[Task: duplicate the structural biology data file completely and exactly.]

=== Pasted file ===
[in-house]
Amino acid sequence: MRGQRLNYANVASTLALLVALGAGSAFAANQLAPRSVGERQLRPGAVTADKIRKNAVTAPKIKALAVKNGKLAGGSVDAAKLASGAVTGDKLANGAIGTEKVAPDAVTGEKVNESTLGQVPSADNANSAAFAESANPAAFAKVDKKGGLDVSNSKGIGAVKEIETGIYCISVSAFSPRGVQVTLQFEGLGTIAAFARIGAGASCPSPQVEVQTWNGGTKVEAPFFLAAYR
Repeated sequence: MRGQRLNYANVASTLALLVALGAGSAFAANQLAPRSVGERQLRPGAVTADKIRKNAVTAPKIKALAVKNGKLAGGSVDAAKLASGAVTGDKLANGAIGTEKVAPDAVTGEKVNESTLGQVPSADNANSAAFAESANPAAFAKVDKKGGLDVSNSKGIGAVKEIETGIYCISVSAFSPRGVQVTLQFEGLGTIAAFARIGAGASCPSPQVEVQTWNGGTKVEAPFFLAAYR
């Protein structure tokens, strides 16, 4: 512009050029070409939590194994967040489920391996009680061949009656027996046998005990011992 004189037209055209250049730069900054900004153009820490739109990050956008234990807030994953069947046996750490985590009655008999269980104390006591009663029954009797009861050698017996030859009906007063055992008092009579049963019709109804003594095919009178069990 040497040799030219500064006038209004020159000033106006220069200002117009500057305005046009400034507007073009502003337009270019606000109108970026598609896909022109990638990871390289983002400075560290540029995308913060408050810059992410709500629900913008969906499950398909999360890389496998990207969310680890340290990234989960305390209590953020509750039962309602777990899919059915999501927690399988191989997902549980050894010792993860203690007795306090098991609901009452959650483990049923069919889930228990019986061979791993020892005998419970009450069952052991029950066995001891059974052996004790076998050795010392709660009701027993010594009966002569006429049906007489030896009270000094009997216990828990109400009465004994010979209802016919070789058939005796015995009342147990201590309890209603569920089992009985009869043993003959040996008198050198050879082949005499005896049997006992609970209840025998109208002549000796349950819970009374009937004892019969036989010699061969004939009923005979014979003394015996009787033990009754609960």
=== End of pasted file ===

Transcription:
[in-house]
Amino acid sequence: MRGQRLNYANVASTLALLVALGAGSAFAANQLAPRSVGERQLRPGAVTADKIRKNAVTAPKIKALAVKNGKLAGGSVDAAKLASGAVTGDKLANGAIGTEKVAPDAVTGEKVNESTLGQVPSADNANSAAFAESANPAAFAKVDKKGGLDVSNSKGIGAVKEIETGIYCISVSAFSPRGVQVTLQFEGLGTIAAFARIGAGASCPSPQVEVQTWNGGTKVEAPFFLAAYR
Repeated sequence: MRGQRLNYANVASTLALLVALGAGSAFAANQLAPRSVGERQLRPGAVTADKIRKNAVTAPKIKALAVKNGKLAGGSVDAAKLASGAVTGDKLANGAIGTEKVAPDAVTGEKVNESTLGQVPSADNANSAAFAESANPAAFAKVDKKGGLDVSNSKGIGAVKEIETGIYCISVSAFSPRGVQVTLQFEGLGTIAAFARIGAGASCPSPQVEVQTWNGGTKVEAPFFLAAYR
């Protein structure tokens, strides 16, 4: 512009050029070409939590194994967040489920391996009680061949009656027996046998005990011992 004189037209055209250049730069900054900004153009820490739109990050956008234990807030994953069947046996750490985590009655008999269980104390006591009663029954009797009861050698017996030859009906007063055992008092009579049963019709109804003594095919009178069990 040497040799030219500064006038209004020159000033106006220069200002117009500057305005046009400034507007073009502003337009270019606000109108970026598609896909022109990638990871390289983002400075560290540029995308913060408050810059992410709500629900913008969906499950398909999360890389496998990207969310680890340290990234989960305390209590953020509750039962309602777990899919059915999501927690399988191989997902549980050894010792993860203690007795306090098991609901009452959650483990049923069919889930228990019986061979791993020892005998419970009450069952052991029950066995001891059974052996004790076998050795010392709660009701027993010594009966002569006429049906007489030896009270000094009997216990828990109400009465004994010979209802016919070789058939005796015995009342147990201590309890209603569920089992009985009869043993003959040996008198050198050879082949005499005896049997006992609970209840025998109208002549000796349950819970009374009937004892019969036989010699061969004939009923005979014979003394015996009787033990009754609960």